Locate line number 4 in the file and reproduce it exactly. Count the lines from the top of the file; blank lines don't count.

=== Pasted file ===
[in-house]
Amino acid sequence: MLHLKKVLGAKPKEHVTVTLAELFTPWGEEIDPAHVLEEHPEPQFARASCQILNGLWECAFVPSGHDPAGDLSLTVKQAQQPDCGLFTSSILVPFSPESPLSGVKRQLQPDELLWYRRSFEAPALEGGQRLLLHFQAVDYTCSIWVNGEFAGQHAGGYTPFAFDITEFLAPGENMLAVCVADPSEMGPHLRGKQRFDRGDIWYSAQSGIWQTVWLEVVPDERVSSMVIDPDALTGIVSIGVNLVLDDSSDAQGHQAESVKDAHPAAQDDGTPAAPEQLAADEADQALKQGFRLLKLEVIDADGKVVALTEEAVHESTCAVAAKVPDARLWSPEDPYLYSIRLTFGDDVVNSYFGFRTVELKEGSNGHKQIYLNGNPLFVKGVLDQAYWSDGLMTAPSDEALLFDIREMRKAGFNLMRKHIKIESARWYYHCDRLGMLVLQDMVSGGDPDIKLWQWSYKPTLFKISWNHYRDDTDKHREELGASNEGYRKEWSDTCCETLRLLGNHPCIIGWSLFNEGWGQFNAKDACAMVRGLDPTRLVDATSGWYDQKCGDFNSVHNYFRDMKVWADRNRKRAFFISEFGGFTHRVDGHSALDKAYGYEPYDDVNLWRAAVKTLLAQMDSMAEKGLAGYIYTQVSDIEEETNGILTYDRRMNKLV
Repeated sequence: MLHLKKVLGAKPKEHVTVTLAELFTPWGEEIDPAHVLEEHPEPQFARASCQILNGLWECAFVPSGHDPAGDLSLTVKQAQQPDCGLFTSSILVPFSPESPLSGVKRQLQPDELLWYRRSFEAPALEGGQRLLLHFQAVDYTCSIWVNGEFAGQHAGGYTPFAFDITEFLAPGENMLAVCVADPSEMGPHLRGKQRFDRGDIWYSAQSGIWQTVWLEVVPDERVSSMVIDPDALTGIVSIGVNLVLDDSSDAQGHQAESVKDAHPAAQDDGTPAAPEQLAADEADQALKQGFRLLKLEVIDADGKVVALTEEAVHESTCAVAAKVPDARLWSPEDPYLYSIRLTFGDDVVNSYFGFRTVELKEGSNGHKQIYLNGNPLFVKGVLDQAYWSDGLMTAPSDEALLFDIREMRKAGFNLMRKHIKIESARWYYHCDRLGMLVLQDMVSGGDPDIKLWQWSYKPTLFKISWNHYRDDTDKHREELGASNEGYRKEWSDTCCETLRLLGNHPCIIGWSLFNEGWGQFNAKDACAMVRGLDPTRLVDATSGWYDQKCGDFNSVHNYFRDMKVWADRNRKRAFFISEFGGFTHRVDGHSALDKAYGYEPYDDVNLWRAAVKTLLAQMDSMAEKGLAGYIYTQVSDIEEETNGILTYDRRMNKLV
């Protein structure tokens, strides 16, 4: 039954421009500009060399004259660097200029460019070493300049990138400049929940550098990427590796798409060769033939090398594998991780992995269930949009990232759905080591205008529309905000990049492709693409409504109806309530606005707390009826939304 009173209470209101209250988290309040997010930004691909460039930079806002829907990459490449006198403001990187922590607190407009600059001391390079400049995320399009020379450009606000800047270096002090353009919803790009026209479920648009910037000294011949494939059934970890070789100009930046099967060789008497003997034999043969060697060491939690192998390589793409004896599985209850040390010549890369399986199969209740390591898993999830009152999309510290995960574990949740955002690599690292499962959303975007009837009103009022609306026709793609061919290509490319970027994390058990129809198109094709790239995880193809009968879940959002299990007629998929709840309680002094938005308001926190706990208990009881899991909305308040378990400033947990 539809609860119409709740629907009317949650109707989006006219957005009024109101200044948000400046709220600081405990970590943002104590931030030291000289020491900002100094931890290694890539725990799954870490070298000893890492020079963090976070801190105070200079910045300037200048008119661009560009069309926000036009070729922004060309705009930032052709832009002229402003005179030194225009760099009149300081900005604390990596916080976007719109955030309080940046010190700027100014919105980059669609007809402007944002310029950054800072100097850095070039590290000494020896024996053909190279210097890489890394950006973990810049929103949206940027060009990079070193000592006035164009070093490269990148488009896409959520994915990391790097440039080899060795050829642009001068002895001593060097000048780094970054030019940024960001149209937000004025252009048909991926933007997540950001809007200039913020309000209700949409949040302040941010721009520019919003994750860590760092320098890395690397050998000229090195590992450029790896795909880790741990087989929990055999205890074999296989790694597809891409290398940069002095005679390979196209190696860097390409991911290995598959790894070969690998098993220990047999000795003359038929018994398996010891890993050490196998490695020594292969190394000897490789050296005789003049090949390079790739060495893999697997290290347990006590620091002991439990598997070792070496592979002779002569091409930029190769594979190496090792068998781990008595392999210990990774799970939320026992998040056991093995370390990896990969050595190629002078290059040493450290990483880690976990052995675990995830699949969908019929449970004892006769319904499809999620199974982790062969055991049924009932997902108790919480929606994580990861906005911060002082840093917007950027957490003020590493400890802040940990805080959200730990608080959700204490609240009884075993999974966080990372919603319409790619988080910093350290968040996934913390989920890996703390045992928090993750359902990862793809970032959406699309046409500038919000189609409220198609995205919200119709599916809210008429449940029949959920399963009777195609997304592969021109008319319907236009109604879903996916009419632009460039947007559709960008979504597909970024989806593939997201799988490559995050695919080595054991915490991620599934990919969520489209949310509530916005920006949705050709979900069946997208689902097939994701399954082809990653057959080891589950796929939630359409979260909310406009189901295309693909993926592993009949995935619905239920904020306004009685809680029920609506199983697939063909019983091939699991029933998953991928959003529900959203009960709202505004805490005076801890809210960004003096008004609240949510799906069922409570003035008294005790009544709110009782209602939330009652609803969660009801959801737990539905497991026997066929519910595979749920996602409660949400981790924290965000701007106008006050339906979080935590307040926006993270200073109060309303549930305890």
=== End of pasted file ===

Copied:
């Protein structure tokens, strides 16, 4: 039954421009500009060399004259660097200029460019070493300049990138400049929940550098990427590796798409060769033939090398594998991780992995269930949009990232759905080591205008529309905000990049492709693409409504109806309530606005707390009826939304 009173209470209101209250988290309040997010930004691909460039930079806002829907990459490449006198403001990187922590607190407009600059001391390079400049995320399009020379450009606000800047270096002090353009919803790009026209479920648009910037000294011949494939059934970890070789100009930046099967060789008497003997034999043969060697060491939690192998390589793409004896599985209850040390010549890369399986199969209740390591898993999830009152999309510290995960574990949740955002690599690292499962959303975007009837009103009022609306026709793609061919290509490319970027994390058990129809198109094709790239995880193809009968879940959002299990007629998929709840309680002094938005308001926190706990208990009881899991909305308040378990400033947990 539809609860119409709740629907009317949650109707989006006219957005009024109101200044948000400046709220600081405990970590943002104590931030030291000289020491900002100094931890290694890539725990799954870490070298000893890492020079963090976070801190105070200079910045300037200048008119661009560009069309926000036009070729922004060309705009930032052709832009002229402003005179030194225009760099009149300081900005604390990596916080976007719109955030309080940046010190700027100014919105980059669609007809402007944002310029950054800072100097850095070039590290000494020896024996053909190279210097890489890394950006973990810049929103949206940027060009990079070193000592006035164009070093490269990148488009896409959520994915990391790097440039080899060795050829642009001068002895001593060097000048780094970054030019940024960001149209937000004025252009048909991926933007997540950001809007200039913020309000209700949409949040302040941010721009520019919003994750860590760092320098890395690397050998000229090195590992450029790896795909880790741990087989929990055999205890074999296989790694597809891409290398940069002095005679390979196209190696860097390409991911290995598959790894070969690998098993220990047999000795003359038929018994398996010891890993050490196998490695020594292969190394000897490789050296005789003049090949390079790739060495893999697997290290347990006590620091002991439990598997070792070496592979002779002569091409930029190769594979190496090792068998781990008595392999210990990774799970939320026992998040056991093995370390990896990969050595190629002078290059040493450290990483880690976990052995675990995830699949969908019929449970004892006769319904499809999620199974982790062969055991049924009932997902108790919480929606994580990861906005911060002082840093917007950027957490003020590493400890802040940990805080959200730990608080959700204490609240009884075993999974966080990372919603319409790619988080910093350290968040996934913390989920890996703390045992928090993750359902990862793809970032959406699309046409500038919000189609409220198609995205919200119709599916809210008429449940029949959920399963009777195609997304592969021109008319319907236009109604879903996916009419632009460039947007559709960008979504597909970024989806593939997201799988490559995050695919080595054991915490991620599934990919969520489209949310509530916005920006949705050709979900069946997208689902097939994701399954082809990653057959080891589950796929939630359409979260909310406009189901295309693909993926592993009949995935619905239920904020306004009685809680029920609506199983697939063909019983091939699991029933998953991928959003529900959203009960709202505004805490005076801890809210960004003096008004609240949510799906069922409570003035008294005790009544709110009782209602939330009652609803969660009801959801737990539905497991026997066929519910595979749920996602409660949400981790924290965000701007106008006050339906979080935590307040926006993270200073109060309303549930305890």